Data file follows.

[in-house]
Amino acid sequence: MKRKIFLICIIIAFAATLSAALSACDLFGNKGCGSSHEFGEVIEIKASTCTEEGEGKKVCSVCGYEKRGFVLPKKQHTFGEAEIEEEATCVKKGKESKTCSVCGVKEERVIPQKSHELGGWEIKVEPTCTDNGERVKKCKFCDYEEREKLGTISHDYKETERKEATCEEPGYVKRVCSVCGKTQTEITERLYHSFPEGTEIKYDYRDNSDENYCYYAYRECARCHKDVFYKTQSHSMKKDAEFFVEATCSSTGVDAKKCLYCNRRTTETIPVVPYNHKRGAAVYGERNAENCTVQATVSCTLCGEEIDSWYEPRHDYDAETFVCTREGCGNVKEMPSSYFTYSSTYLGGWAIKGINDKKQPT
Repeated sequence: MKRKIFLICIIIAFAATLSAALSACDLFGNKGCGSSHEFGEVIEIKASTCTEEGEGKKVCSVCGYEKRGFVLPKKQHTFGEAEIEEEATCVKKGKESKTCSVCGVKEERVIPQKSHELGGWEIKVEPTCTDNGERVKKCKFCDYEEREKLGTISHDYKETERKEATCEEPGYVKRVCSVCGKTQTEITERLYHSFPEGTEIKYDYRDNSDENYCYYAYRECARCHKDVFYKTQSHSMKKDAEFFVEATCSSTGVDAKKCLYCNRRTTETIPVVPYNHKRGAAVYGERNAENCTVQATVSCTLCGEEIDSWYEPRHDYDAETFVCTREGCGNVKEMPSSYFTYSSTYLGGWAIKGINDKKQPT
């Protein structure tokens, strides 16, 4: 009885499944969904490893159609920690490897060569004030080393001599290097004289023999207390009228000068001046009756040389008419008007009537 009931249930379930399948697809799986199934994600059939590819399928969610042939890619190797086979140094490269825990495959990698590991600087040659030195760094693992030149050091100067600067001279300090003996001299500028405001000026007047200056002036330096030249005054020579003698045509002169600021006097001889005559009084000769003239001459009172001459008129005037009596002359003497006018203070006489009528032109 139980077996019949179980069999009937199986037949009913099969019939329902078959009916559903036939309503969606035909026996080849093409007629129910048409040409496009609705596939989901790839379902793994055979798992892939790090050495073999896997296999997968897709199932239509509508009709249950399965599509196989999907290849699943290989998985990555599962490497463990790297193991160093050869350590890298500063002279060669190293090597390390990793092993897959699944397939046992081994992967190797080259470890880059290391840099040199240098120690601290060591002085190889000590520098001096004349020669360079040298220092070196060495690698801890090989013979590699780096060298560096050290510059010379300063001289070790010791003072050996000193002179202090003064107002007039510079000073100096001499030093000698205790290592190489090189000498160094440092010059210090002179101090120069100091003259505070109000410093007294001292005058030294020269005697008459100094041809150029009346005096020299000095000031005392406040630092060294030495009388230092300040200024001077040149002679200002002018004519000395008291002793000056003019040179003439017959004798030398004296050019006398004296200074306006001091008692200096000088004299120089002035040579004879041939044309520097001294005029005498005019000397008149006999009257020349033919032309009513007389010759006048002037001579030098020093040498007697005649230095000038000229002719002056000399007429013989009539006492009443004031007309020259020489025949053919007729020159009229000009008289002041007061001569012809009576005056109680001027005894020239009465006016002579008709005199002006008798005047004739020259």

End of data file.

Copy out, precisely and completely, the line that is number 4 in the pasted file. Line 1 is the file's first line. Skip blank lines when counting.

């Protein structure tokens, strides 16, 4: 009885499944969904490893159609920690490897060569004030080393001599290097004289023999207390009228000068001046009756040389008419008007009537 009931249930379930399948697809799986199934994600059939590819399928969610042939890619190797086979140094490269825990495959990698590991600087040659030195760094693992030149050091100067600067001279300090003996001299500028405001000026007047200056002036330096030249005054020579003698045509002169600021006097001889005559009084000769003239001459009172001459008129005037009596002359003497006018203070006489009528032109 139980077996019949179980069999009937199986037949009913099969019939329902078959009916559903036939309503969606035909026996080849093409007629129910048409040409496009609705596939989901790839379902793994055979798992892939790090050495073999896997296999997968897709199932239509509508009709249950399965599509196989999907290849699943290989998985990555599962490497463990790297193991160093050869350590890298500063002279060669190293090597390390990793092993897959699944397939046992081994992967190797080259470890880059290391840099040199240098120690601290060591002085190889000590520098001096004349020669360079040298220092070196060495690698801890090989013979590699780096060298560096050290510059010379300063001289070790010791003072050996000193002179202090003064107002007039510079000073100096001499030093000698205790290592190489090189000498160094440092010059210090002179101090120069100091003259505070109000410093007294001292005058030294020269005697008459100094041809150029009346005096020299000095000031005392406040630092060294030495009388230092300040200024001077040149002679200002002018004519000395008291002793000056003019040179003439017959004798030398004296050019006398004296200074306006001091008692200096000088004299120089002035040579004879041939044309520097001294005029005498005019000397008149006999009257020349033919032309009513007389010759006048002037001579030098020093040498007697005649230095000038000229002719002056000399007429013989009539006492009443004031007309020259020489025949053919007729020159009229000009008289002041007061001569012809009576005056109680001027005894020239009465006016002579008709005199002006008798005047004739020259």